One thing that is really great about Buenos Aires, is that you can get excellent steak for a cheap price. Everything else may be expensive, but a steak dinner is going to cost you much less than in the US.
Since I am traveling on a budget, I do not eat out at restaurants very often. I have been saving up my steak restaurant reviews over the few months I have lived in Buenos Aires, and now I am ready to share.
Welcome to Steak Extravaganza Week on The Travel Chica.
Well, it’s going to be two weeks because there is A LOT of steak in Buenos Aires.
I had steak at three of what I consider to be the “middle-end” steak restaurants in Buenos Aires in three different neighborhoods. Here’s what I think.
I had read about El Obrero online. It was described as a good value steak restaurant for locals.
I was not disappointed.
We started with the Provoleta. It is just fried cheese, but it is wonderful fried cheese.
My bife de ojo (ribeye) was absolutely wonderful. So full of flavor, and it was probably as big as my head!
I ate leftovers for 2 days!
Including a bottle of wine and appetizer split 3 ways, my meal cost 95 pesos (US$23.75) Not too bad for a meal this great, plus the leftovers.
El Obrero is in a pretty sketchy neighborhood in La Boca. Plus the buses that go through La Boca apparently do not like to follow their planned route, so you may get dropped off several blocks away and have to walk through a scary area.
Go for lunch instead of dinner. Take a taxi (especially if going at night).
I have to say I was disappointed with my steak.
It was overcooked. In Buenos Aires, you have two options: jugoso (juicy, aka somewhere between medium rare and medium) or a punto (aka well done). I find it odd that in a steak-loving country there are only two traditional ways to order your steak, but that’s another discussion. I actually prefer my steak medium-rare.
So when I ask for it jugoso, and it comes out medium-well, I’m not happy. Note that if you put loads of chimichurri on an overcooked steak, it tastes much better.
On the plus side, the rest of the meal was fantastic.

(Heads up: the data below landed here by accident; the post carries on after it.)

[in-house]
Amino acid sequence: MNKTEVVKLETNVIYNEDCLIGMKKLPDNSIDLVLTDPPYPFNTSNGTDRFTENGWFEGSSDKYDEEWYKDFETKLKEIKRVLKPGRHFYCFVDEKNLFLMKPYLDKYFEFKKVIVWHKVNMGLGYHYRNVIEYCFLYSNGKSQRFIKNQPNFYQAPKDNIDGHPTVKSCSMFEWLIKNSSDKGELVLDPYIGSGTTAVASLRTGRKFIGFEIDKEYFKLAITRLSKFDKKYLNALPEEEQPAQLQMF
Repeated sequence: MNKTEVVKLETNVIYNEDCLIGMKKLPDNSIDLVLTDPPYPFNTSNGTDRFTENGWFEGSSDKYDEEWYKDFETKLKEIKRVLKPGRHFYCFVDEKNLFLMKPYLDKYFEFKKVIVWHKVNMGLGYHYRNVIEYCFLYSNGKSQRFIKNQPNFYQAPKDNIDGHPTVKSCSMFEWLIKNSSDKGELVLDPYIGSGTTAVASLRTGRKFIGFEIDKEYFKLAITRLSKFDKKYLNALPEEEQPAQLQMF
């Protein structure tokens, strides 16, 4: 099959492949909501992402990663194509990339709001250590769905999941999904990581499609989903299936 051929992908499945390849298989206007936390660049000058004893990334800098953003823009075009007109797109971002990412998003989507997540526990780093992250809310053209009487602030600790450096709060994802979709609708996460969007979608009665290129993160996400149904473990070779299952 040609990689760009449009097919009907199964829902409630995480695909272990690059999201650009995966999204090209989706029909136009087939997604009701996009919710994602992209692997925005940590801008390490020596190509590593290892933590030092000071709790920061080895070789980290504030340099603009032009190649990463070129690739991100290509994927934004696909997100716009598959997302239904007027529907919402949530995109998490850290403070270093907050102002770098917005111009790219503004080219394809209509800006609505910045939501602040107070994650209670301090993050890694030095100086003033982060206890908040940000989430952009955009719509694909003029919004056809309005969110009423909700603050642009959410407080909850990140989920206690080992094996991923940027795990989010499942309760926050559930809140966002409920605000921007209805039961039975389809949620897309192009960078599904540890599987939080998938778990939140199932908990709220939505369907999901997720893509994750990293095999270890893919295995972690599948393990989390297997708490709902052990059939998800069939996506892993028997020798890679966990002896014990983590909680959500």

We shared the mushrooms as an appetizer. Look at all that garlic!
The best part was the dessert.
The chocolate mousse at Manolo’s is un-freaking-believable!
Since we went at lunchtime, we ordered from the menu ejecutivo. For 40 pesos (US$10.00), we each had ½ bife de chorizo, a ridiculous amount of fries, a glass of wine, and dessert.
I later found out that Restaurante Manolo is not really known as a steak house, so try the other dishes. They have an extensive menu.
I had heard from many expats that El Trapiche is one of the best places for lomo (filet) in Palermo at a reasonable price. Once again I recruited Jeff, and we went for lunch to take advantage of the lower prices.
I have a slight obsession with chimichurri.
As soon as I sit down at a restaurant, I ask the server to bring me chimichurri because I slather it on my bread and anything else they serve me. It is the perfect condiment.
El Trapiche has the spiciest chimichurri I have tried in Buenos Aires. Delicious!
I had the lomo with roasted veggies and fries.
The flavor of the steak was good, but it was a bit overcooked.
For the lunch special and splitting a huge appetizer, the cost was 53 pesos (US$13.25). Plus I once again had leftovers.
Don’t eat the flan. Food poisoning. I’ll spare you the details.
Our meal was so cheap because we went at lunch and ordered from the menu ejecutivo.
El Trapiche is located in Palermo Hollywood on Paraguay.
El Obrero wins this contest.
Excellent food at a good price in a good atmosphere. It is worth the trip to the ‘hood and the extra cost of the taxi.